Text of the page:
A contractile protein found in muscle tissue, in which it occurs in the form of filaments (called thin filaments). Each thin filament consists of two chains of globular actin molecules, around which is twisted a strand of tropomyosin
and interspersed troponin
. Units of muscle fibre (see sarcomere
) consist of actin and myosin
filaments, which interact to bring about muscle contraction (see also sliding filament theory
). Actin is also found in the microfilaments
that form part of the cytoskeleton
of all cells.
actin, a protein abundantly present in many cells, especially muscle cells, that significantly contributes to the cell's structure and motility. Actin can very quickly assemble into long polymer rods called microfilaments. These microfilaments have a variety of roles—they form part of the cell's cytoskeleton, they interact with myosin to permit movement of the cell, and they pinch the cell into two during cell division. In muscle contraction, filaments of actin and myosin alternately unlink and chemically link in a sliding action. The energy for this reaction is supplied by adenosine triphosphate.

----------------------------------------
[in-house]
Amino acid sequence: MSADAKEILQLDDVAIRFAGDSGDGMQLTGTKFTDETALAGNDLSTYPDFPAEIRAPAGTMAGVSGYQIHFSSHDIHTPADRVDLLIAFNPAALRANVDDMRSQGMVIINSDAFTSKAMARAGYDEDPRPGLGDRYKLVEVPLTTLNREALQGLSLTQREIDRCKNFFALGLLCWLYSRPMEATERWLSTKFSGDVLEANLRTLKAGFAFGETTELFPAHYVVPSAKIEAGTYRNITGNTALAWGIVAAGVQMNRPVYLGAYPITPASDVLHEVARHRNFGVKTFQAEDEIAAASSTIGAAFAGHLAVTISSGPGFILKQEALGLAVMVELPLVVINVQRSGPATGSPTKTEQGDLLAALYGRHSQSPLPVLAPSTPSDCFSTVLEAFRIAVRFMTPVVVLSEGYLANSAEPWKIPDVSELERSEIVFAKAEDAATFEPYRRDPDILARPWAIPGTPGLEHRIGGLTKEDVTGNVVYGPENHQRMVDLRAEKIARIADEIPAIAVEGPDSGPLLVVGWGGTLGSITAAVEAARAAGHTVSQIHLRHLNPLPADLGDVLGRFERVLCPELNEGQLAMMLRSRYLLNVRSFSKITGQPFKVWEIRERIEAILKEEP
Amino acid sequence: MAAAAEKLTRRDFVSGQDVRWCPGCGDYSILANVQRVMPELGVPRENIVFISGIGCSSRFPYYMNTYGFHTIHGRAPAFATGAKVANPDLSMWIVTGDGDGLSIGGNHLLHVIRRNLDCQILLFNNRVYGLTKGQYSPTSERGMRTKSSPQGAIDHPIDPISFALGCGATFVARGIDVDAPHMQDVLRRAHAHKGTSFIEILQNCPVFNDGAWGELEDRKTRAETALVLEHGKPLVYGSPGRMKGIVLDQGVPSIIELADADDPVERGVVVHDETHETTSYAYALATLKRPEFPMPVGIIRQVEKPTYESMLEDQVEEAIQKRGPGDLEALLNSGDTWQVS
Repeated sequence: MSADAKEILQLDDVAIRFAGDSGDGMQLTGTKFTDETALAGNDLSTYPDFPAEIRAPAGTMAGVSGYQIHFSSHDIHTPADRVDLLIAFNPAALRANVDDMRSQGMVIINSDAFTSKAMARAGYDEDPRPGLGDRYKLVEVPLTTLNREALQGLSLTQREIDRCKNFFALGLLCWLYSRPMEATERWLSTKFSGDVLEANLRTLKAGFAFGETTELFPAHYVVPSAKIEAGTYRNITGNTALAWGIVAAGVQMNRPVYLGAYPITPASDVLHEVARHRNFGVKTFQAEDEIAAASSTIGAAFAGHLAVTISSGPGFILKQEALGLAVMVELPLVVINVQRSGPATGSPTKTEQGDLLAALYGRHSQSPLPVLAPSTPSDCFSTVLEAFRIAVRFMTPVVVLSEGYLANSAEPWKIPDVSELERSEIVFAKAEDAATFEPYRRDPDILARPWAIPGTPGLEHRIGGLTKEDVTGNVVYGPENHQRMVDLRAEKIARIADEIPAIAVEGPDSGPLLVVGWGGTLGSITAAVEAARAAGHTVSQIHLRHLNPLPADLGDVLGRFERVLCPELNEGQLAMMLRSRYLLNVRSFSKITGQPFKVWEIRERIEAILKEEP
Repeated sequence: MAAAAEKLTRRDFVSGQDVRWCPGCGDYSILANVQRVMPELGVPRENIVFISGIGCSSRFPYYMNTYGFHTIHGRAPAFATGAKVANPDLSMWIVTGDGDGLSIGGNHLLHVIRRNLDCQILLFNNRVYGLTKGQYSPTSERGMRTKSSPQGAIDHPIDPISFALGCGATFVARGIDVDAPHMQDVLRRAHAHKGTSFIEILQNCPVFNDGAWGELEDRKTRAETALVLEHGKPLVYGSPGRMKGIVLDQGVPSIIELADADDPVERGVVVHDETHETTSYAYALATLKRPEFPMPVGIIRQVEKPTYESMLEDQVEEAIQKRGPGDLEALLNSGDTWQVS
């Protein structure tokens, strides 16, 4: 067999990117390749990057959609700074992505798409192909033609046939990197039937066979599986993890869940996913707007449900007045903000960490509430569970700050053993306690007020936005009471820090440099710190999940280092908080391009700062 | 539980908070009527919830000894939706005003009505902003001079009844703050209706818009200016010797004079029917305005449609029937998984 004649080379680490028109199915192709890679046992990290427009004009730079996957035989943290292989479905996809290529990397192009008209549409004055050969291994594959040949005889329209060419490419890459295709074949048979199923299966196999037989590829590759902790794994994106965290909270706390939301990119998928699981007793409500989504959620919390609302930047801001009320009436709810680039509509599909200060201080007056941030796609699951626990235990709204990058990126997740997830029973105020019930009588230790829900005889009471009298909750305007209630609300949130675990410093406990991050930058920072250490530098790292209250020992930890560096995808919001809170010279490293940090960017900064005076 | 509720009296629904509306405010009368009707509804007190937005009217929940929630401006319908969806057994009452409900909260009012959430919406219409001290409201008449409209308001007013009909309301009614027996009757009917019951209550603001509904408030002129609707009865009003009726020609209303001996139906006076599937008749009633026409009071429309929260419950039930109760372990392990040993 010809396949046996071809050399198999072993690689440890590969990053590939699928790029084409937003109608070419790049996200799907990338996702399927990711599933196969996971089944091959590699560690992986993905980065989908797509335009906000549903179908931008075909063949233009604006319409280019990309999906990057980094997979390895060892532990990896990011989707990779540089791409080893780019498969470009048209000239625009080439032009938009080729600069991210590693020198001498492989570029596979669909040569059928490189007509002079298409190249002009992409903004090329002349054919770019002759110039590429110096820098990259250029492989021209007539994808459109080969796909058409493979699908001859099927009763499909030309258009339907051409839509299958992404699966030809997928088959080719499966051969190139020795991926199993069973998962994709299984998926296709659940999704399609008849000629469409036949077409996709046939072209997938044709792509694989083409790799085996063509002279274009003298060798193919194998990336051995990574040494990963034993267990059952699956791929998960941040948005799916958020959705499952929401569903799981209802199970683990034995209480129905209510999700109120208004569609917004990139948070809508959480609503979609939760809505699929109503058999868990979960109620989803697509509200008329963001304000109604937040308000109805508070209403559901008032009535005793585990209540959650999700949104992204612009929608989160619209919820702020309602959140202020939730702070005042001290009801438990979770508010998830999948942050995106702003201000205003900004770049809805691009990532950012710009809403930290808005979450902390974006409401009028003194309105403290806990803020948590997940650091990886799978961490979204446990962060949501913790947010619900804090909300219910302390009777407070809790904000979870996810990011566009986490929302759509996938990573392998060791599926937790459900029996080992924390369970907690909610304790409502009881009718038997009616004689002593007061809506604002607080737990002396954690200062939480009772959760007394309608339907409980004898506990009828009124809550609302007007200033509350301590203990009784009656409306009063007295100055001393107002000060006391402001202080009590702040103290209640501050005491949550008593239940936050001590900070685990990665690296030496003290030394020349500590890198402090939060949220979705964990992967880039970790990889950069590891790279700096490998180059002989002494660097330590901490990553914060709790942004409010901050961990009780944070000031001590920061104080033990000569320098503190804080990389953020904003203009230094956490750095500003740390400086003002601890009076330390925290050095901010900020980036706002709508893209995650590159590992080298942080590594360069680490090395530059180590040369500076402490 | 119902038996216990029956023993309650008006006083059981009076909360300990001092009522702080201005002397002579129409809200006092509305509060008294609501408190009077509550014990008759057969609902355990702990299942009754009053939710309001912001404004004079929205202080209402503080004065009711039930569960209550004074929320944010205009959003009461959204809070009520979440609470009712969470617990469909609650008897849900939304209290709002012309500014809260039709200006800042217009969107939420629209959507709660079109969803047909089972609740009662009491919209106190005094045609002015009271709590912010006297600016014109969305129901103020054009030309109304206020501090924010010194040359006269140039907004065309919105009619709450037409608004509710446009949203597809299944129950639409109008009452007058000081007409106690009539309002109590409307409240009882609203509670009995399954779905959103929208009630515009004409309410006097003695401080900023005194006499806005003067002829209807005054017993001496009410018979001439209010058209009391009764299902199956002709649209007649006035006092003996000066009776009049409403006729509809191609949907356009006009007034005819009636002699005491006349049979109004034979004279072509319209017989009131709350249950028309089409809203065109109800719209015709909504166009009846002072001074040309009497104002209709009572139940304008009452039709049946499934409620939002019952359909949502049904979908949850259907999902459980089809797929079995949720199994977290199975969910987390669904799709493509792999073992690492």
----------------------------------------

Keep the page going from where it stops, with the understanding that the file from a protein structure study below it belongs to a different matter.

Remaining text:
A globular protein
of relative molecular mass 60 000 which is a major component of microfilaments
generally, and which is especially important in the myofibrils
of striated muscle cell.
actin (ak-tin) n.
a protein, found in muscle, that plays an important role in the process of contraction. See striated muscle